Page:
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I am implementing a worker pool in Java.

This is essentially a whole load of objects which will pick up chunks of data, process the data and then store the result. Because of IO latency there will be significantly more workers than processor cores.

The server is dedicated to this task and I want to wring the maximum performance out of the hardware (but no I don't want to implement it in C++).

The simplest implementation would be to have a single Java process which creates and monitors a number of worker threads. An alternative would be to run a Java process for each worker.

Assuming for arguments sake a quadcore Linux server which of these solutions would you anticipate being more performant and why?

You can assume the workers never need to communicate with one another.

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2 Answers 2

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One process, multiple threads - for a few reasons.

When context-switching between jobs, it's cheaper on some processors to switch between threads than between processes. This is especially important in this kind of I/O-bound case with more workers than cores. The more work you do between getting I/O blocked, the less important this is. Good buffering will pay for threads or processes, though.

When switching between threads in the same JVM, at least some Linux implementations (x86, in particular) don't need to flush cache. See Tsuna's blog. Cache pollution between threads will be minimized, since they can share the program cache, are performing the same task, and are sharing the same copy of the code. We're talking savings on the order of 100's of nanoseconds to several microseconds per switch. If that's small potatoes for you, then read on...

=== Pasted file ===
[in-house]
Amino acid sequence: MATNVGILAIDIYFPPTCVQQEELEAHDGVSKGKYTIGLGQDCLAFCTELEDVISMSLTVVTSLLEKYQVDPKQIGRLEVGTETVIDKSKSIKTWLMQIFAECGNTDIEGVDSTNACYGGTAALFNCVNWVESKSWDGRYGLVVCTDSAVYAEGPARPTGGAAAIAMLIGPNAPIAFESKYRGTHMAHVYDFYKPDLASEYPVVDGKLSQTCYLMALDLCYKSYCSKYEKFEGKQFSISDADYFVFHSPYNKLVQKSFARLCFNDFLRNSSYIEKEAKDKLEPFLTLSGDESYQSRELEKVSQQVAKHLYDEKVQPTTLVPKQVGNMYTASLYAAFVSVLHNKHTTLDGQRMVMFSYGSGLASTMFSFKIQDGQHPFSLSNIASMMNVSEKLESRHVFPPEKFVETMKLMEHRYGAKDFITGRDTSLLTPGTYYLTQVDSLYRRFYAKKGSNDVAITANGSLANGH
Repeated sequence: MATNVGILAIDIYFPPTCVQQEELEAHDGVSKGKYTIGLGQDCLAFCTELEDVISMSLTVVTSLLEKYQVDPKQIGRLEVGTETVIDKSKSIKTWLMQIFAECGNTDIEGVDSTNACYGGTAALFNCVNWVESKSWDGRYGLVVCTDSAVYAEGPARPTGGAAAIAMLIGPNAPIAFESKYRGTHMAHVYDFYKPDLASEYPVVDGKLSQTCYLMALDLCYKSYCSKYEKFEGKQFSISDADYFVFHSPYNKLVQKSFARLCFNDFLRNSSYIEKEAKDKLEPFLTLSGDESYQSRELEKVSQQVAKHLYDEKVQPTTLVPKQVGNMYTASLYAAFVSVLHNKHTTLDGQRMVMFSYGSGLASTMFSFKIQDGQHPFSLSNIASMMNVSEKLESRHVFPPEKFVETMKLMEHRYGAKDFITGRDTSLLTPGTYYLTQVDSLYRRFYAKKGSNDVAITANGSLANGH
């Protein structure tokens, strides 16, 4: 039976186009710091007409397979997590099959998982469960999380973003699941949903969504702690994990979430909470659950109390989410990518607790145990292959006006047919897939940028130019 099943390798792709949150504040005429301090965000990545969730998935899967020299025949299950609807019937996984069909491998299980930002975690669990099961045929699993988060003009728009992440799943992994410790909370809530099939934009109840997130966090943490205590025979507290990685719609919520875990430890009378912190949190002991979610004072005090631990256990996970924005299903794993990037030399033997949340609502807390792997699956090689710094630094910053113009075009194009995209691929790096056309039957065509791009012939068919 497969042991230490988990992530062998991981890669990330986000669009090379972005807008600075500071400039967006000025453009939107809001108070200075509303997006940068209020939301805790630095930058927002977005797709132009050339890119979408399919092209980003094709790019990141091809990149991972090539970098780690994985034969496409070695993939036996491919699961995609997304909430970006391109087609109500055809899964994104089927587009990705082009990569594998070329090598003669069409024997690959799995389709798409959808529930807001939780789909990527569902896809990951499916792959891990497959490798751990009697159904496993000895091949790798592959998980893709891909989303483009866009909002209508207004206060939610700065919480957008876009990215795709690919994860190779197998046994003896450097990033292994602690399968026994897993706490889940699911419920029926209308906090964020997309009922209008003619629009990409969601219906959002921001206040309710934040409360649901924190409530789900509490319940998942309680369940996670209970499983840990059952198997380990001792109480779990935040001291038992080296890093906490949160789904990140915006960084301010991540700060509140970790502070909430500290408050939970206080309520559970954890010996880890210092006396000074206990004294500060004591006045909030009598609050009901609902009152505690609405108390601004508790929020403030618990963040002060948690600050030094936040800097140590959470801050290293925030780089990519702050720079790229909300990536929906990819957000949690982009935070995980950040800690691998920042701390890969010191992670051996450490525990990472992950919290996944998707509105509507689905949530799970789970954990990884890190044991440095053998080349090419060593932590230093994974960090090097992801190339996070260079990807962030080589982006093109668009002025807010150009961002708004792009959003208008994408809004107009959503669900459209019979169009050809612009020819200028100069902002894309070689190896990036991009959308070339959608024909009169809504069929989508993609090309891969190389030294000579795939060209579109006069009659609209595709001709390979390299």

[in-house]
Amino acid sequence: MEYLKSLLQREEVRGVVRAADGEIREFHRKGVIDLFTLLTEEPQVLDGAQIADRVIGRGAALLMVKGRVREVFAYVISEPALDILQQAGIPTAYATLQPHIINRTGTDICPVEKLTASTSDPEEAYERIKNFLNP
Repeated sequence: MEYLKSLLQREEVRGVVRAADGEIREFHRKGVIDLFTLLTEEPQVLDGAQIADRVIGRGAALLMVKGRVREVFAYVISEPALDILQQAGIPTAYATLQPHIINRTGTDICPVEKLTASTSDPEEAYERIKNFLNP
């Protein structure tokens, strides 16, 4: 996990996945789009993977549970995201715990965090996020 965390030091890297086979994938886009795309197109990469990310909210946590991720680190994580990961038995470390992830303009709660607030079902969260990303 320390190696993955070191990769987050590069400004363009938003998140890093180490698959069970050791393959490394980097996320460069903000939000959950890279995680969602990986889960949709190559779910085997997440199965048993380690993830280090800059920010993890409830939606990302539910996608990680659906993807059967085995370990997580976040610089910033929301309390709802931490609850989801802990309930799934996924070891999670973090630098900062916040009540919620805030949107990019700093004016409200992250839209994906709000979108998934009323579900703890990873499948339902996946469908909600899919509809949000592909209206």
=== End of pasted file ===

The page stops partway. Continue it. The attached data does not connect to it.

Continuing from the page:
Depending on the design, the I/O data path may be shorter for one process.

The startup and warmup time for a thread is generally much shorter. The OS doesn't have to start a process, Java doesn't have to start another JVM, classloading is only done once, JIT-compilation is only done once, and HotSpot optimizations are done once, and sooner.

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Context-switching between jobs in the same process is not significantly cheaper than switching between processes -- the vast majority of the cost of a context switch on a modern CPU comes from blowing out the code and data caches, which is the same either way. If a design has so many context switches that context switch performance matters, the design is very badly broken. –  David Schwartz Oct 26 '11 at 14:04
    
"it's a lot cheaper to switch between threads than between processes" - please could you provide some references/benchmarks to back this up. Thanks. –  NPE Oct 26 '11 at 14:06
    
Another reason is that Java provides you with thread-pool, executor -service and task-queue code to handle this case easilly. –  Raedwald Oct 26 '11 at 14:28
    
@DavidSchwartz: context switch between OS processes will erase the VM caches in the processor, which will result in many extra memory accesses to the page tables. This does not happen in a context switch between threads, as the address space does not change. But if you can live with that, I like the OS process approach, because worker processes are more robust, as a memory or other resource leak in one process will not affect the others. –  xpmatteo Apr 14 '13 at 6:42

Well usually, when discussing multi processing (/w one thread per process) versus multi threading in the same process, while the theoretical overhead is bigger in the first case than in the latter (and thus multi processing is theoretically slower than multi threading), in reality on most modern OSs this is not such a big issue. However when discussing it in the Java context, starting a new process is a lot more costly then starting a new thread. Starting a new process means starting up a new instance of the JVM which is very costly especially in terms of memory. I recommend that you start multiple threads in the same JVM.

Moreover, if you say inter-thread communication is not an issue, you can use Java's Executor Service to get a fixed thread pool of size 2x(number of available CPUs). The number of available CPU's can be autodetected at runtime via Java's Runtime class. This way you get a quick simple multithreading going without any boiler plate code.

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Objective and good answer. Perfect. –  SHiRKiT Oct 26 '11 at 15:10

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